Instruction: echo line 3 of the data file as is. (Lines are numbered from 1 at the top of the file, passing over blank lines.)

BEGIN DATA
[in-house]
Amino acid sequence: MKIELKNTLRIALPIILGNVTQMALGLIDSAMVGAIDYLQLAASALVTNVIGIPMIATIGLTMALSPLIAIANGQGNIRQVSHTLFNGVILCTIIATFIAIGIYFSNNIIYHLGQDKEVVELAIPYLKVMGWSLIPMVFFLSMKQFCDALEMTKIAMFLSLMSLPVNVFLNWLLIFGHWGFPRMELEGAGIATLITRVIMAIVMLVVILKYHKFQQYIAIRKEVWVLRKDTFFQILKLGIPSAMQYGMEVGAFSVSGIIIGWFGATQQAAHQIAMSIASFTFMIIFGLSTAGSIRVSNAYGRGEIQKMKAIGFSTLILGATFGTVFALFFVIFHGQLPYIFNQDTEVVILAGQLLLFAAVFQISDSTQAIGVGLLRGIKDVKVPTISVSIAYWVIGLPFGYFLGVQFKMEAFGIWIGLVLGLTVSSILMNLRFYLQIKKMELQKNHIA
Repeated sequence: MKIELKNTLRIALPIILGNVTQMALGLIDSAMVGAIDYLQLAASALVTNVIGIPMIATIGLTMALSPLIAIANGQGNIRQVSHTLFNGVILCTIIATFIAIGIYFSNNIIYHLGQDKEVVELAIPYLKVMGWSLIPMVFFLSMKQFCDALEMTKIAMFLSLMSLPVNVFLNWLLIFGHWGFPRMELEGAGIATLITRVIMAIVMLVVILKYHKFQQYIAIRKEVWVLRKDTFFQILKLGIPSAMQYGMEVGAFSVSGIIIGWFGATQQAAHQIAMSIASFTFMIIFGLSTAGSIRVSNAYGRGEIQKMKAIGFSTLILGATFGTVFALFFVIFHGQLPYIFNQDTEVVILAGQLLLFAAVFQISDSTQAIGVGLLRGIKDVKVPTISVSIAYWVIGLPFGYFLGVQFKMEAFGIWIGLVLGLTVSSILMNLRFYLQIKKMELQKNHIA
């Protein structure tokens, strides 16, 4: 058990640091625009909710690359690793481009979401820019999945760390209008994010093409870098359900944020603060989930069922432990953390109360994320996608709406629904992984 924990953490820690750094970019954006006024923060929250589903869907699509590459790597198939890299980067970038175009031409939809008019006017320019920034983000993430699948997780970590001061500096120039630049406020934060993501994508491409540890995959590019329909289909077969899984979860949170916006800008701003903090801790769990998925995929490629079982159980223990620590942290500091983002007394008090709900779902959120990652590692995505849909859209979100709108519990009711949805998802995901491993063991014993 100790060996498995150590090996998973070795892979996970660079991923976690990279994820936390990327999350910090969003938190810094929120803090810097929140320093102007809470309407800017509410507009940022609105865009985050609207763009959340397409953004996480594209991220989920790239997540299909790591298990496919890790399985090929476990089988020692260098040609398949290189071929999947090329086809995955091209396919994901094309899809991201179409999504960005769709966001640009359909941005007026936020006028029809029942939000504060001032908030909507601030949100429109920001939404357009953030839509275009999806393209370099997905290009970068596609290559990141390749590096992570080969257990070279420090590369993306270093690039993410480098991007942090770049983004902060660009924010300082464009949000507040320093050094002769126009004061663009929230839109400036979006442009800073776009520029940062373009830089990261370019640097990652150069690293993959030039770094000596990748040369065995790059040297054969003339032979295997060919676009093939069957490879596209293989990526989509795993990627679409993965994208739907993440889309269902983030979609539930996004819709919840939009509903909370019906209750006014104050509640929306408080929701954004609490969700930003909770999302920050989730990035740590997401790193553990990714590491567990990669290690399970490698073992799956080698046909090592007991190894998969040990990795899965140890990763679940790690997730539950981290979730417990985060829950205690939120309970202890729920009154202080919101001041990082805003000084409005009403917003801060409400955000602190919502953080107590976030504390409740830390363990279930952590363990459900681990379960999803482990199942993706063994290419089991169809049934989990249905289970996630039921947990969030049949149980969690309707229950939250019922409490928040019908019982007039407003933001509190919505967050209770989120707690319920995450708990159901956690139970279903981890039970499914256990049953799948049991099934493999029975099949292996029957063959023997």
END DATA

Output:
Repeated sequence: MKIELKNTLRIALPIILGNVTQMALGLIDSAMVGAIDYLQLAASALVTNVIGIPMIATIGLTMALSPLIAIANGQGNIRQVSHTLFNGVILCTIIATFIAIGIYFSNNIIYHLGQDKEVVELAIPYLKVMGWSLIPMVFFLSMKQFCDALEMTKIAMFLSLMSLPVNVFLNWLLIFGHWGFPRMELEGAGIATLITRVIMAIVMLVVILKYHKFQQYIAIRKEVWVLRKDTFFQILKLGIPSAMQYGMEVGAFSVSGIIIGWFGATQQAAHQIAMSIASFTFMIIFGLSTAGSIRVSNAYGRGEIQKMKAIGFSTLILGATFGTVFALFFVIFHGQLPYIFNQDTEVVILAGQLLLFAAVFQISDSTQAIGVGLLRGIKDVKVPTISVSIAYWVIGLPFGYFLGVQFKMEAFGIWIGLVLGLTVSSILMNLRFYLQIKKMELQKNHIA